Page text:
We've no baby wipes, says Asda: have some whisky instead

Emma Woollacott
The receipt showing the substitution.
The receipt showing the substitution.



An online shopper was given one of the weirdest substitutes ever by Asda recently: a bottle of whisky in place of baby wipes.

Freelance copywriter Art A has tweeted a photo of an Asda receipt - which he said wasn't his - captioned 'Greatest. Substitute. Ever'.

It shows that, because the customer's £6.64 packet of baby wipes wasn't available, staff at the Plymouth branch of the store replaced with a £18.50 litre bottle of Bell's Whisky instead.

The photo's now been shared more than a thousand times on Twitter, with several people suggesting that perhaps the whisky was designed to help the stressed parent cope.

Asda has since spoken to ITV West Country, saying it has spoken to the customer and arranged for the wipes to be delivered.

"The customer was happy with this and even happier to keep the whisky," a spokesperson said, adding that staff in the local branch would be given further training on substituted items.

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Supermarket substitutions are sometimes extraordinary. Tesco, for example, once sent a whole octopus to a customer who'd simply wanted walnut bread.

Not to be outdone, when Asda didn't have any sugar-free sweets it sent five tins of pilchards instead. Sainsbury's, meanwhile, chose to substitute blackberries for potatoes for one shopper, and lemon-scented Flash for fresh lemons for another.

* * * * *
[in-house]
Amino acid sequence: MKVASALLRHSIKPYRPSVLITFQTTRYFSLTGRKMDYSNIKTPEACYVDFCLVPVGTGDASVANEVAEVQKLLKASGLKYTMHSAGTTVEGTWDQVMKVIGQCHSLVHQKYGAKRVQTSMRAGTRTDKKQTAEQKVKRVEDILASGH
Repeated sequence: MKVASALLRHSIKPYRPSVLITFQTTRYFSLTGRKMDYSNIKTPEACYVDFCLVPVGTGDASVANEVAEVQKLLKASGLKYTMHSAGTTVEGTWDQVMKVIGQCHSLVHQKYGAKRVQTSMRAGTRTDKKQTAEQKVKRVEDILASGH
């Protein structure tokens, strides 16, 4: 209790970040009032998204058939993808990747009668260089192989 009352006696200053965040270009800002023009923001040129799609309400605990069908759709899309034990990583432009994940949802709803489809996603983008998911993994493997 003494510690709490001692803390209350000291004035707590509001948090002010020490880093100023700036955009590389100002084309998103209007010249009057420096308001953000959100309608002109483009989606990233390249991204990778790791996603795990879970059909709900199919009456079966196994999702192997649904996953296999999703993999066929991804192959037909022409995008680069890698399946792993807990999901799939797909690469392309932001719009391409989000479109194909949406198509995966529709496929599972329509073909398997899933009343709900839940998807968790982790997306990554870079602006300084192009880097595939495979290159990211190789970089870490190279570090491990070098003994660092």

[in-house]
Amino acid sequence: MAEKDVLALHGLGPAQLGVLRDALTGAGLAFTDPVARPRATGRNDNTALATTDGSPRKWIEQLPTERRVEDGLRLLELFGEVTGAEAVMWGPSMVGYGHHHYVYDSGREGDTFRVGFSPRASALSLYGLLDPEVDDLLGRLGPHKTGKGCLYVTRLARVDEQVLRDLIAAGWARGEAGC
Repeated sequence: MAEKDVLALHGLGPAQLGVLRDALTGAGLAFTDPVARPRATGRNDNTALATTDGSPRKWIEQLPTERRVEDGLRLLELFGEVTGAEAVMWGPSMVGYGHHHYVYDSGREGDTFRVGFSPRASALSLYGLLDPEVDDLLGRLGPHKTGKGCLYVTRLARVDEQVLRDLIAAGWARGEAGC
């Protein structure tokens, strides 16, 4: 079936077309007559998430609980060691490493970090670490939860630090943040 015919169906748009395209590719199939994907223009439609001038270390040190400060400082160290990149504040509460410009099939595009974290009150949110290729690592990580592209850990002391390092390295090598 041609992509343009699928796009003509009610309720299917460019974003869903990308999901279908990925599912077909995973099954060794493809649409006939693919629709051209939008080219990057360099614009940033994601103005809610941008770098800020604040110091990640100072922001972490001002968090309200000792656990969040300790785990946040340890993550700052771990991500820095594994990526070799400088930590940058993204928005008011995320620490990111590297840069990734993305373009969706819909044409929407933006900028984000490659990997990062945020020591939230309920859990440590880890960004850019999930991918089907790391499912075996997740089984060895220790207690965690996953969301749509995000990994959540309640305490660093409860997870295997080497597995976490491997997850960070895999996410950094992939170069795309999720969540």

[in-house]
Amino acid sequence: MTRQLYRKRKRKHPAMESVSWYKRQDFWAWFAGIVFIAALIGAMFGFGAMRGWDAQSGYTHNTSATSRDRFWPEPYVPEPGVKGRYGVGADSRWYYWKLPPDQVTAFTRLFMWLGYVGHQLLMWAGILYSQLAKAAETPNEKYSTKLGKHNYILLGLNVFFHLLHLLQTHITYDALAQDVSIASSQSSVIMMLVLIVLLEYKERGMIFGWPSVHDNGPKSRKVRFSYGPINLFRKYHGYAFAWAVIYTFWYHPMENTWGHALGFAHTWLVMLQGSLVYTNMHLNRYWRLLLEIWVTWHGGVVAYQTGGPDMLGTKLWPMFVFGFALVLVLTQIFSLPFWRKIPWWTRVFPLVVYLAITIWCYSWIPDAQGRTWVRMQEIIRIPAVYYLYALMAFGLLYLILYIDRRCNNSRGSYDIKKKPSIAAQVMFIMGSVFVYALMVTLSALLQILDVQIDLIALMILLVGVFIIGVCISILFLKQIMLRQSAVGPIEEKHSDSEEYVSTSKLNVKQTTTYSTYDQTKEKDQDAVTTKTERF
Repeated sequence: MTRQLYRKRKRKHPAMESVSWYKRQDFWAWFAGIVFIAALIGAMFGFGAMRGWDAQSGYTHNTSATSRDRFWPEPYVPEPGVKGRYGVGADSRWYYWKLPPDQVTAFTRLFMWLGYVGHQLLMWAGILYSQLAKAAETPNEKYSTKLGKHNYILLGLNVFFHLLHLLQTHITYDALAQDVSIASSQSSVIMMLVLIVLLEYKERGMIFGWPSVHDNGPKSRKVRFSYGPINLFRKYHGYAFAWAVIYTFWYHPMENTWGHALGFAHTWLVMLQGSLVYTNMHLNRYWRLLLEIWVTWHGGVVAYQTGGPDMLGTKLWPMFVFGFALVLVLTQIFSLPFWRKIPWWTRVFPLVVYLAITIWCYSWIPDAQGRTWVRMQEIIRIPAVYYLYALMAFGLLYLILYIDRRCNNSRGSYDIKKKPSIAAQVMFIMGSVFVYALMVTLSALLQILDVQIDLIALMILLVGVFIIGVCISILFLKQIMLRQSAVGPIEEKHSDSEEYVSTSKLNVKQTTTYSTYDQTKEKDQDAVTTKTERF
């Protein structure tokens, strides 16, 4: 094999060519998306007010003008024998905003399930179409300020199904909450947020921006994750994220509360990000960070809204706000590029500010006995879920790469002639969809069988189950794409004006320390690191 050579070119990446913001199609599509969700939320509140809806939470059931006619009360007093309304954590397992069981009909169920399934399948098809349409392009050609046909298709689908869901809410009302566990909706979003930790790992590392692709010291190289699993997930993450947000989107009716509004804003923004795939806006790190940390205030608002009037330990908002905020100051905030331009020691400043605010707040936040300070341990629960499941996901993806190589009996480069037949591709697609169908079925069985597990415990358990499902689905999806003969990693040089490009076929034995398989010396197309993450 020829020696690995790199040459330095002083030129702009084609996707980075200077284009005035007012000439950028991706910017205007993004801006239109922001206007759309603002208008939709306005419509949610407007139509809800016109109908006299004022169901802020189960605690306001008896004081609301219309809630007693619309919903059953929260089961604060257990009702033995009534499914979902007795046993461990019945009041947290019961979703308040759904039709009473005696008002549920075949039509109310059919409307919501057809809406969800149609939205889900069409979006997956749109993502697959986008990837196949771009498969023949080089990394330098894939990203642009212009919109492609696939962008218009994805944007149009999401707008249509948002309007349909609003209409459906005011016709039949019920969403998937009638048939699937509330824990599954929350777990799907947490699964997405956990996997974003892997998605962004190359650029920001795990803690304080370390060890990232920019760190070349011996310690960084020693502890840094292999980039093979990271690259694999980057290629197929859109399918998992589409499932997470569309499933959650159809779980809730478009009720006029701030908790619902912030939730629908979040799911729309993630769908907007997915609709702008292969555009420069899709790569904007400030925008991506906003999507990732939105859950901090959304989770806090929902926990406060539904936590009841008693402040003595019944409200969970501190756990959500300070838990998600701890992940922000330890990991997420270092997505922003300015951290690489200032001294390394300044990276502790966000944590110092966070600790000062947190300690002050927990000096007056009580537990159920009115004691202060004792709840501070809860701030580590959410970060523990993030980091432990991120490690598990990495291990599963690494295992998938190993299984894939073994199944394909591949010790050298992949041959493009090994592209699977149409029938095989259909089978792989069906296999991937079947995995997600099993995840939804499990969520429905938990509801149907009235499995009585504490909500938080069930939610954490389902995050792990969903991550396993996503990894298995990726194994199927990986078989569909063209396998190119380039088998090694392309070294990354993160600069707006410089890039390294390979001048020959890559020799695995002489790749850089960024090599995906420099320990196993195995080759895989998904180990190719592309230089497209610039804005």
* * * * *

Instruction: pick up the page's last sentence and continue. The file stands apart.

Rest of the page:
On Twitter, customers complain of having been sent cress instead of garlic, a cheese tart for deodorant and a Brillo pad for turkey mince. One asked for organic houmous and got plaice fillets instead.

Most supermarkets allow shoppers to opt in or out of being given substitute products - but the extent to which they do substitute varies. In a Which? survey, Asda was rated worst for substitutions, with 51% of customers complaining that they got one.

Tesco and Waitrose were the next-worst offenders, with substitutions in 39% of orders. Iceland orders were the least likely to contain substitutions, says Which?, while Waitrose customers were the most satisfied with the substitute items they were given.

And for many customers, it matters. Vegetarians won't be happy to get meat instead of veg, for example. More importantly, people with diabetes or food intolerances can often be sent products they can't eat.

Some supermarkets allow customers to choose which products may be substituted, or specify, for example, vegetarian-only; so it's worth shopping around.

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